Christian Heilmanns talk on innovating the web using HTML5
Now that web designers suddenly face the challenge (and delight) of choosing fonts from an ever-growing selection, we thought it’s a good time to recommend some basic principles for making wise type choices.
- Stephen Coles
- Jason Santa Maria
- Tiffany Wardle
- Frank Chimero
An Audioboo by Boagworld.
Ethan’s methods use media queries, fluid grids and other CSS3 elements to create beautiful and adaptable designs across a variety of platforms. Recently, he discussed his techniques during a UIE Virtual Seminar, The How and Why of Responsive Design. Ethan and Adam Churchill address some questions from that seminar in this podcast.
Deep beneath the border of France and Switzerland, the world’s most massive physics machine is sending subatomic particles smashing into each other at speeds nearing the speed of light. Physicists working with the 17-mile-long Large Hadron Collider hope it will help solve some of the universe’s mysteries.
But first, researchers must overcome two very mundane hurdles: how to handle all of the data the LHC generates, and how to get non-scientists to care.
One physicist has a novel way to solve both problems: sound.
The acclaimed British-born theoretical physicist, cosmologist, and astrobiologist Paul Davies is the director of the Beyond Center for Fundamental Concepts in Science and co-director of the Cosmology Initiative, both at Arizona State University. He is also a member of the Search for Extraterrestrial Intelligence’s (SETI) post-detection committee. Among his numerous scientific distinctions, Davies is a recipient of the prestigious Templeton Prize for his work on science and religion. His writings include the bestsellers The Mind of God, About Time, How to Build a Time Machine, The Fifth Miracle, and The Goldilocks Enigma. In his provocative new book, Davies challenges existing ideas of what form an alien intelligence might take, how it might try to communicate with us, and how we should respond if we ever do make contact. Free Library Festival (recorded 4/17/2010)
Scientist, Darwinian and atheist Richard Dawkins has written many books. They very quickly hit the bestseller list, thanks to his ability to translate complex scientific ideas into language the general reader can understand, without doing any violence to the science itself. His latest book The Greatest Show on Earth is his presentation of the evidence of evolution, from palaentology and embryology to genetics and geography.
He tries not to think too much in the morning, but by night the problems of the universe keep Stephen Hawking awake. Fellow physicist Brian Cox asks him about the big issues facing science.
In an age of high-speed living and info overload, visualized information has incredible potential to help us quickly understand, navigate and find meaning in a complex world.
The use of infographics, data visualisations and information design is a rising trend across many disciplines: science, design, journalism and web. At the same time, daily exposure to the web is creating a incredibly design-literate population. Could this be a new language?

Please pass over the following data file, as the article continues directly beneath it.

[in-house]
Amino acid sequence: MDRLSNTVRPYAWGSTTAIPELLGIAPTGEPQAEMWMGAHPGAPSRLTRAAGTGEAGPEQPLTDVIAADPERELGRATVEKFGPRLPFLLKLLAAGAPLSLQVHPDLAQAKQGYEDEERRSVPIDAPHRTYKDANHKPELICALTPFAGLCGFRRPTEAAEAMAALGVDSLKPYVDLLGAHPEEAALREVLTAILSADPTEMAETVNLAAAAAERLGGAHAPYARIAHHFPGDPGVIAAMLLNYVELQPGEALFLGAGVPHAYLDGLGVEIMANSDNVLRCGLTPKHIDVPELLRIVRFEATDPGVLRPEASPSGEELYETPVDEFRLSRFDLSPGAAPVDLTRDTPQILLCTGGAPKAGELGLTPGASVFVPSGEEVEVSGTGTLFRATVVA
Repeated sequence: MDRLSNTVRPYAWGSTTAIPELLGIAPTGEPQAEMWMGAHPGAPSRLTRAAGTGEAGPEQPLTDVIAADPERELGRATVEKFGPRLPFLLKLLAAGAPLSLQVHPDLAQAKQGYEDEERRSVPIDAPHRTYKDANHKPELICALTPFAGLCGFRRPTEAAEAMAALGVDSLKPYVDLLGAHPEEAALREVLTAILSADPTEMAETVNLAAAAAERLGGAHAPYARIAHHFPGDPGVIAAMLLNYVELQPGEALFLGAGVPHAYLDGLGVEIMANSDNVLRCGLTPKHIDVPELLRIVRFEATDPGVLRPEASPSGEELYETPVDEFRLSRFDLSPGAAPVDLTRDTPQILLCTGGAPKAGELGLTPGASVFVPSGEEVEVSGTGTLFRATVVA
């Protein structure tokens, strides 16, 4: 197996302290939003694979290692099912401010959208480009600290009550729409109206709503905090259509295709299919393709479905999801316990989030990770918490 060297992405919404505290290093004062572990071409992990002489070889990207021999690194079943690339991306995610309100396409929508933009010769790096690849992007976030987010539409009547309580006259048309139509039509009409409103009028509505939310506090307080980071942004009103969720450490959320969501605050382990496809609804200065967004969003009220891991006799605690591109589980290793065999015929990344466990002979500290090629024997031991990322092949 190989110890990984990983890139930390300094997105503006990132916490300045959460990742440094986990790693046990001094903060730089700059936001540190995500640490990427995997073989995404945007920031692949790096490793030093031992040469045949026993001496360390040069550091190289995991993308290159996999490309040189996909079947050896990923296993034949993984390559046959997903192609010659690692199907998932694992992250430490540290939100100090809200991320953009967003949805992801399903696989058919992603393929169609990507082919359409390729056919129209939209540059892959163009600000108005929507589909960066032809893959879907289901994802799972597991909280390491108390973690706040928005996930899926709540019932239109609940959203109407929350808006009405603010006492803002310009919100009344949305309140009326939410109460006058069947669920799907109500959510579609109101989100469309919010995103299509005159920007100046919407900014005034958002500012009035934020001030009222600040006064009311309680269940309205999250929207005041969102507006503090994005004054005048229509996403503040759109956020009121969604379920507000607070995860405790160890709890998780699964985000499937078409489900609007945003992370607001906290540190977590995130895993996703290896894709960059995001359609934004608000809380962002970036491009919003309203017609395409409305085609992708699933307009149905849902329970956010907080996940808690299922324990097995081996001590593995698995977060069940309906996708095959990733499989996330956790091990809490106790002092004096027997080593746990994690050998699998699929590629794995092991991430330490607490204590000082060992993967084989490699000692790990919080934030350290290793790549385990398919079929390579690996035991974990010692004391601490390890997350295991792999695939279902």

In his session, David will share his passion for this merging of design, information, text and story to unveil some of the interesting, unexpected and sometimes magical things that happen when you visualise data, knowledge and ideas. And, admitting that his book is as full of mistakes as it is successes, he’ll also explore some of the common pitfalls, traps and FAILS that dog this young design form.
Using examples from his book and blog, he’ll share thoughts on what makes a successful information visualisation and journalistic tips, especially for designers, on how to zero in on interesting data and subjects—and how designing information can expose your own biases and change your views about the world. Oh yeah!
David McCandless is a London-based author, data-journalist and information designer, working across print, advertising, TV and web. His design work has appeared in over forty publications internationally including The Guardian and Wired. He champions the use of data visualisations to explore new directions for journalism and to discover new stories in the seas of data surrounding us. His blog and book ‘Information Is Beautiful’ are dedicated to visualising ideas, issues, knowledge and data—all with the minimum of text.
Why is it that some projects never rise to the level of the talent of those who made it? It’s oft said regarding good work that the whole is greater than the sum of its parts. But sometimes the whole is less than the sum of its parts—a company or team comprised of good people, but yet which produces work that isn’t good.
In his session, John will explain his theory to explain how this happens—in both directions—based on the longstanding collaborative art of filmmaking. Learn how to recognise when a project is doomed to mediocrity, and, more importantly, how best to achieve collaborative success.
John Gruber writes and publishes Daring Fireball, a somewhat popular weblog ostensibly focused on Mac and web nerdery. He has been producing Daring Fireball as a full-time endeavour since April 2006.
He lives in Philadelphia with his wife and son.
Page 1 of 6Older